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.'--AGRICULTURE. ---+-

HINTS UPON OABDsisnisrQ. ------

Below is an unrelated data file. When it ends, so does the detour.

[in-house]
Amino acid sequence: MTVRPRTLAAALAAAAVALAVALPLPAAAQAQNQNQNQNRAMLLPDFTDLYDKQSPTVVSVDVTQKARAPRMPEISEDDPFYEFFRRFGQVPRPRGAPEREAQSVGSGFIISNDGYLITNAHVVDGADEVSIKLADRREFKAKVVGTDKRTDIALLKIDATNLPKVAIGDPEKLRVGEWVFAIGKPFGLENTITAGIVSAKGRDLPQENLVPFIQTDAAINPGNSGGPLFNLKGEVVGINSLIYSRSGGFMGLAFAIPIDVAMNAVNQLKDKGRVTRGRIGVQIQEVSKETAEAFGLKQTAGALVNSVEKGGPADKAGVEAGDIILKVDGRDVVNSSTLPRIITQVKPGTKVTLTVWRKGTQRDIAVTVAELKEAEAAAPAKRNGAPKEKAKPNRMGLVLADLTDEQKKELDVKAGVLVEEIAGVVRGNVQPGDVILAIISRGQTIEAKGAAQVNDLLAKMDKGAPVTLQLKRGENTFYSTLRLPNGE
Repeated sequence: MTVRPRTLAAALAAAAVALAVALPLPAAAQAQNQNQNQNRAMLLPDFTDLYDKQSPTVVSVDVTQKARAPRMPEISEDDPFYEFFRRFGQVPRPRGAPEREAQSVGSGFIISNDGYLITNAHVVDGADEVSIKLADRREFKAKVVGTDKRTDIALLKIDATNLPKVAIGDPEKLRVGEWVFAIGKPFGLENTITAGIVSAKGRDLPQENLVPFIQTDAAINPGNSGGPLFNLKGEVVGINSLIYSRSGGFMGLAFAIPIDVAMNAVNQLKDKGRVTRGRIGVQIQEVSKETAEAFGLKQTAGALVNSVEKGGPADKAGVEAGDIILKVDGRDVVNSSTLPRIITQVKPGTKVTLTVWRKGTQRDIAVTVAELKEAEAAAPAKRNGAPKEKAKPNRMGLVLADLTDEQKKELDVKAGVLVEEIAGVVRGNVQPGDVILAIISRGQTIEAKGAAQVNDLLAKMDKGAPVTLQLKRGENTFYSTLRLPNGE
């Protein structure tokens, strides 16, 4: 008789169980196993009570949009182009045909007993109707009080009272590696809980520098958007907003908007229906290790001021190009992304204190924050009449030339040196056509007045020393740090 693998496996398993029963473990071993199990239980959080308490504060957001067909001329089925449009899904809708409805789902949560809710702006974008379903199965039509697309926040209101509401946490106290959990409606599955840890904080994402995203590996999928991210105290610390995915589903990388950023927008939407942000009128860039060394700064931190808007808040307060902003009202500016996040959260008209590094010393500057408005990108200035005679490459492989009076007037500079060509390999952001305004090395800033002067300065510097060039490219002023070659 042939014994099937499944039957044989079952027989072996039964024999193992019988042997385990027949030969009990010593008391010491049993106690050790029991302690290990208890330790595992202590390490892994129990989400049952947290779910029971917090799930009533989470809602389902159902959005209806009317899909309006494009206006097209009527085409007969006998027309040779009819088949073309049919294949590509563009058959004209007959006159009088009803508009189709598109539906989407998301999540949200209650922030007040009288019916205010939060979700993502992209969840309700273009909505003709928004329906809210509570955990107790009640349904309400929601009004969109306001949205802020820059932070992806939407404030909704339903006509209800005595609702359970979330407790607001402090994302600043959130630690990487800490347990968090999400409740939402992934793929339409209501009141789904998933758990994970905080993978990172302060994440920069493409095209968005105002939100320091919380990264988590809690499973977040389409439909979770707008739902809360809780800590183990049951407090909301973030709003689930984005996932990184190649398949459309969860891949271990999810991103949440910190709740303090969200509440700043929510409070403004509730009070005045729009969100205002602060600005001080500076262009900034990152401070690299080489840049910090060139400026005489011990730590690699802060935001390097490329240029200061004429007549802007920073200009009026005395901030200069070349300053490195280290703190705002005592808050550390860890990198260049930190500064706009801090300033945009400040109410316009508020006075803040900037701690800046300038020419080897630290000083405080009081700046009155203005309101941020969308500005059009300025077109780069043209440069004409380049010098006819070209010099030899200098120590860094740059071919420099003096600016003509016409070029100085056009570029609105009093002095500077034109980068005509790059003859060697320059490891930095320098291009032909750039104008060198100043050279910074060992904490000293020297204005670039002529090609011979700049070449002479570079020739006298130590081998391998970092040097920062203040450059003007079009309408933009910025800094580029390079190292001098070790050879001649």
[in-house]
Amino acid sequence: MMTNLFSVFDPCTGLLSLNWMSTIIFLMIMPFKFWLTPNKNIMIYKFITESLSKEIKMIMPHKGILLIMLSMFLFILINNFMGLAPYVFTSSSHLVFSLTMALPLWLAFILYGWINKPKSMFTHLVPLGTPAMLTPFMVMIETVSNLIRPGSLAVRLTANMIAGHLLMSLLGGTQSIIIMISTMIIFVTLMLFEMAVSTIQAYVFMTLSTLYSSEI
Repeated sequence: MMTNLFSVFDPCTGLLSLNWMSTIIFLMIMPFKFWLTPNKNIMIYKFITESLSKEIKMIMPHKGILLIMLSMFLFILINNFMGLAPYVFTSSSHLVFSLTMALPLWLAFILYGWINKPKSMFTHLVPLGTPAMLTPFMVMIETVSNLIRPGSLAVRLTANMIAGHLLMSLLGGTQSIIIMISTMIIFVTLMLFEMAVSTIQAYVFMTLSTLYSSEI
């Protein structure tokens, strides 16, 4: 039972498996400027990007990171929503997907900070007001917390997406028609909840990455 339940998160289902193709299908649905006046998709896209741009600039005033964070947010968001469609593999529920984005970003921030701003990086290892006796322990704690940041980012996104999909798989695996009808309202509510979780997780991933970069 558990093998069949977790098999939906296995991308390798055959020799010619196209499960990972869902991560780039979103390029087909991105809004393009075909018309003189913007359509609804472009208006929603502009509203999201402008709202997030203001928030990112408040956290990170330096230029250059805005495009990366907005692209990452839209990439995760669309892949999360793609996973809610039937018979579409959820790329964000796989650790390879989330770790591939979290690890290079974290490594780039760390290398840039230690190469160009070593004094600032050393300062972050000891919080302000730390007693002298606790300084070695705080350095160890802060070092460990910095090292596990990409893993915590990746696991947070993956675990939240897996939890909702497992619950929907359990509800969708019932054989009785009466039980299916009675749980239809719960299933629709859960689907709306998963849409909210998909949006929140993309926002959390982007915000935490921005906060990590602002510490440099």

THE GREAT BATTLE BETWEEN PRUSSIA AND A. US TRIA. The Times, in a leading article, thus summarises the battle scenes as described by their able corres- pondents Sadowa. was another Waterloo in its strategy, if not in its influence upon the fate of an empire. The invading army of Bohemia stretched far and wide over a slightly undulating country, and from the centre of its line a high road led directly to the head-quarters of the enemy. Along this road Prince Frederick Charles advanced with his main army, while auxiliary forces to the right and left at- tempted to turn the Austrian flanks. Sadowa was his Hougoumont. The brunt of the battle fell upon those who attempted, on the one side, to take and on the other to keep this position. This peaceful little village on the River Biatritz was eight days since the scene of an encounter which, for mingled fierce. ness and duration, cannot be matched by any battle, since the end of the great war. On that Tuesday morning, July 3, its wooden cottages stood among orchards thick with the fruit of summer, apparently in perfect security. Before night came the cottages were mere charred wood and dying embers, the orchard trees were flayed and scarred and broken, and the Bistiita itself ran a discoloured stream, bearing its tale to those who could not see the rmsa of Sadowa. The Bistritz at Sadowa runs from about N.N.E. to S.S.W., and nearly parallel on its east side is the course of the Upper Elbe between Josephstadt and Koniggrafz. On the morning of the 3rd Prince Frederick Charles was at Milowitz,> on the right bank of the Bistritz, and little more than six miles from Sadowa. At Neubidschau, ten miles on the right, was General von Bittenfeld, with the Stib Division, and about the same d. stance on the left, stretching from Milatin, on the Bistritz, further to tke east, on its left bank, was the Crown Prince, with the army of Silesia. Between these- extreme wings lay the Praesian forces, parallel to the Bistritz, 250,000 strong, under the immediate control of the Prussian king. The Austrian force was correctly believed by the Prussians to be nearly equal to their own, and although it was known to be strongly posted along the left bank oftha Bistritz, Prince Frederick Charles determined on taking the high road which leads from Milowitz across the stream at Sadowa towards Koniggriitz, so as to fall upon its centre, orders being sent to the Crown Princa and General von Bittenfeld to attempt to turn tha enemy. Five miles brought the main army, a little after seven o'clock, to Dub, whence the road descends for a mile and a quarter to the bridge of Sadowa. It was from the crest of the hill at Dub that our correspondent with the Prussian army looked down, on that Tuesday morning, upon what was to be, before sunset, the scene of a most sanguinary conflict. At his feet was Sgdowa; on his right, a mile further down tha stream, was Dohilnitz, and, still a mile be- yond, Mokrowens, and between the two, but standing back from the stream, the schloss of Dohalicha; on his left, come two miles up the river, was the village of Benatek. All along the opposite bank were thick woods covering the eide of the valley, and on the crest, a mile and a half above Sadowa, stood the church spire of Lipa, close behind which lies Chlum, or Klum. Tho Austrian forces were posted along the left bank, under cover of the woods; and it is evident that aa long as they could keep such a position they were able to neutralise in great measure the terrible advantage of the needle-gan. The firing began about haif-past seven o'clock, but about a quarter before eight tha Prussians had brought up their field batteries and the struggle commenced. The Austrian guns seemed to appear, says our. correspon- dent, as if by magic, on every paint of their position. From every village along the course of the stream, from Ben&tek down to Mokrowens, cama flashes of fire and whizzing shells among the Prassiaa artillery, dismounting guna, killing men and horses, and splintering carriages in all directions. Shells were even thrown up the slope towards Dub, one of which bursting among a squadron of Uhlans killed four men close beside the King. For two hours the cannonade continued with terrible vigour on each side, the Austrian artillery officers not only having the better position, but also knowing their ground, but towards 10 tha Austrian batteries on the Prussian right, at Dohilnitz, Dohalieha, and Mokrowens, were forced to re ziri), a little up the hill, and it was resolved to carry the villages along the stream. Benatek, meanwhile, caught fire on the left, the Prussian 7th Division made a dash upon it, and after desperate hand-to- hand fighting in the midst of the flames secured the position. A simultaneous attack was made on Sadowa, Dohilnitz, and Mokrowens, and the slaughter on both sides was for an hour tremendous; the Prus- sians were ablo to fire more quickly, but they were obliged to firs pretty much at random, while the Aus- trian Jagera cid terrible execution on their assailants. The Prussians almost paved their way with dead and wounded, and when to help their infantry they turned their artillery on the villages, and Mokrowens and Donil. nitz both caught fire, still the Austrians did not yield. Our correspondent with the Austrian army from his station tower at Kckiiggratz saw the villages burst into flames one after another, but the unbroken lias of the Austrian forces maintaining its ground in the centre, and apparently advasaing on its left, still gave promise of victory to their arms. At length, about 11, the Prassians having secured the 'villages on the river, attempted to seize the opposite slopes, and it was then that the 27th Regiment entered the woods above Benatek, 3,000 strong, with 90 offioers, to come out of them with only 300 or 400 rank and file and two officers alive and unwounded. The Prussian artillery was brought to the far side of the Bis- tritz, and began to play upon the new position which the Austrians had taken up on the slope, but for nearly four hours they failed to produce an impression. The Austrian artillery made fatal practice,, the needle-gan did not tall, and repeated charges of infantry served to carry forwards the front a few hundred yards up the slope only to ba repelled again. The position was most critical. The Prussian right wing had been advancing at an early period of tho morning against Nechanitz, but it had since become stationary, and the observers from the Koniggrilts watch tower dis- tinctly sa.w the Saxons, who formed the Austrian left, repulsing their assailanta. Prince Frederick Charles, in command, of the centre, was—like Napoleon at Waterloo—earnestly praying that the Crown Prince, his Grouchy, might appear to turn tho enemy's right. The result of the battle waa so doubtful that the cavalry was formed to cover a re- treat should it be found necessary, and General von Rhetz was sent off to look after the Army of Silesia. At three he returned with the welcome intelligence that the Crown-Prince was pressing the Austrian right; at half-past three the columns of the Crown Prince were seen moving along the crest over Benatek against Lipa, and at the same hour it became evident to the Austrian commanders, and to the Konig- griitz observers, that the battle was lost. It was, in fact, a question whether the Army of Silesia might not out off tha Austrian forces from their base, and pre- vent the retreat to KoniggrSitz and thence to Pardu- bitz. Oiar correspondents with the Austrian army appear, indeed, to" think that the battle might yet have been saved, The Austrian eav&lry-porbaps the finest in the woÜd-had scarcely been engaged, and had a Murat been present to have led it against the advancing commas of tha Crown Prince, tiie bautie might have been won. The opportunity, if it existed, was lost; the whole army fell back along the highroad to Koniggiacz, and the struggle into that citadel across the pontoon bridges which had been thrown over the Elbe was to same extent a r^productaoH of the honors of the retreat from Loigsio. t